HOUSEHOLDS in south Oxfordshire are on track to become the nation’s best recyclers, figures have shown.

After the roll-out of its waste scheme six weeks ago, South Oxfordshire District Council recycles about 70 per cent of household waste — more than any other district council in Oxfordshire andamong the best in the UK.

The scheme includes alternate weekly collections of waste and recycling materials from two wheelie bins and the county’s first weekly food waste collection.

The district’s 57,000 households are recycling more than ever before from their doorsteps, including paper, glass, metal and plastic, leading to rocketing recycling rates.

A South Oxfordshire District Council spokesman said: “We cannot confirm we are officially the best council because the league tables for recycling currently use figures from 2007/08, which show the top recycling rate as 58.4 per cent. The 08/09 figures are not yet available.

“Our recycling rate for the first five weeks of the new service was 71 per cent, so we believe we may well come out on top.”

Department for Environment, Food and Rural Affairs figures show South Oxfordshire District Council recycled 39 per cent of waste in 2007/2008.

In the same year, Cherwell District Council recycled 47 per cent, Oxford City Council 35 per cent and West Oxfordshire District Council 28 per cent.

Vale of White Horse District Council, which will roll out the same system as South Oxfordshire next year, recycled 32 per cent.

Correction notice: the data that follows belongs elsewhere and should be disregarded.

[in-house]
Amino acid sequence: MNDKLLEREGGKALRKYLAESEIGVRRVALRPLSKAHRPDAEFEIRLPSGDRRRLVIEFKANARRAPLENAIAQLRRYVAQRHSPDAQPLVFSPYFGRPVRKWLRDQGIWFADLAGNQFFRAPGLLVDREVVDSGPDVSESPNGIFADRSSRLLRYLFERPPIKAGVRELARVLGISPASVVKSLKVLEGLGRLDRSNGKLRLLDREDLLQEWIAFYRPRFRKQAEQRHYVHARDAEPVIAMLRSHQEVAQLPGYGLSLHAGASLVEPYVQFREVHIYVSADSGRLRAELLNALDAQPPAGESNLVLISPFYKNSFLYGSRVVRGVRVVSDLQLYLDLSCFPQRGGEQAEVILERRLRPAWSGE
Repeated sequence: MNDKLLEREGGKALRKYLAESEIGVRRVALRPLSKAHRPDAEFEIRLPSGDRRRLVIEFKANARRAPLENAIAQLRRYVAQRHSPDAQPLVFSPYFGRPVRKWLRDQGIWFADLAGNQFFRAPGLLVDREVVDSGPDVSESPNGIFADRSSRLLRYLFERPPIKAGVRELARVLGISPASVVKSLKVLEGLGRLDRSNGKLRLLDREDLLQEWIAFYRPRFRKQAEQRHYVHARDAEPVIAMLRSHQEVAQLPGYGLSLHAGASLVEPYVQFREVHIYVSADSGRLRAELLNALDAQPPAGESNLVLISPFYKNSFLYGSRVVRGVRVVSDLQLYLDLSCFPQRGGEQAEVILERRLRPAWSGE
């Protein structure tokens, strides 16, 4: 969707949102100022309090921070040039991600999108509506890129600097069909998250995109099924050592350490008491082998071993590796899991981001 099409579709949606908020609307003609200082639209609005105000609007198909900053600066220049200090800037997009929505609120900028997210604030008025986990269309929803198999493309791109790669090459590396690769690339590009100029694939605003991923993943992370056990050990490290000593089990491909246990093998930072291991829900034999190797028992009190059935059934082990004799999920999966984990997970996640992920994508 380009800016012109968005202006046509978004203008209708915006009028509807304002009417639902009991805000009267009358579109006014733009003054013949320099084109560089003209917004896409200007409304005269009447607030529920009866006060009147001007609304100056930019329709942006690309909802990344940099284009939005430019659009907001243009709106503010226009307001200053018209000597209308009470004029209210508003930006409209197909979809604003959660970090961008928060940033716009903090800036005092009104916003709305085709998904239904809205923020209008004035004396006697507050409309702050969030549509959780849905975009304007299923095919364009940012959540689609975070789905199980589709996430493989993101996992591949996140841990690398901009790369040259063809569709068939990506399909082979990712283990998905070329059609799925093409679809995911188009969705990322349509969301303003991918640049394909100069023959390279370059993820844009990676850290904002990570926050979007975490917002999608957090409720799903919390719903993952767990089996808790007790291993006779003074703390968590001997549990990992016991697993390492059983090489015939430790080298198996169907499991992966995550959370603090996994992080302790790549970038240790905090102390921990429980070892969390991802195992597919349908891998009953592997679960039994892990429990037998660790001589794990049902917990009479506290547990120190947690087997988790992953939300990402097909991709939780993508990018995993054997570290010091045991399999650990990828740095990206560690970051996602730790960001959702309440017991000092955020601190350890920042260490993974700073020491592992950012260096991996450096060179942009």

South Oxfordshire District Council leader Ann Ducker said: “It’s greater than our expectations. We thought recycling would be around 60 to 65 per cent with the new system.

“The food waste collection and the bottle collection from the doorstep is helping a lot. But I think people are conscious of landfill and they realise it’s bad for the environment. They’ve wanted to join in with recycling and we’ve given them the facility to do that.

“We have to thank the people of South Oxfordshire for taking part and also for bearing with us while we’ve sorted out some of the teething troubles we’ve had with the roll-out. We hope people will continue to recycle — it can only be good for everyone.”

She said the council would receive recycling credits — to help improve council services — from the Government for sending less rubbish to landfill.

It was too early to estimate the full extent of the financial savings, she said.

She added: “If we had continued to use landfill, we would have been fined £70 per tonne from now.

“With the credits, we can keep the council tax down. It’s win-win all round.”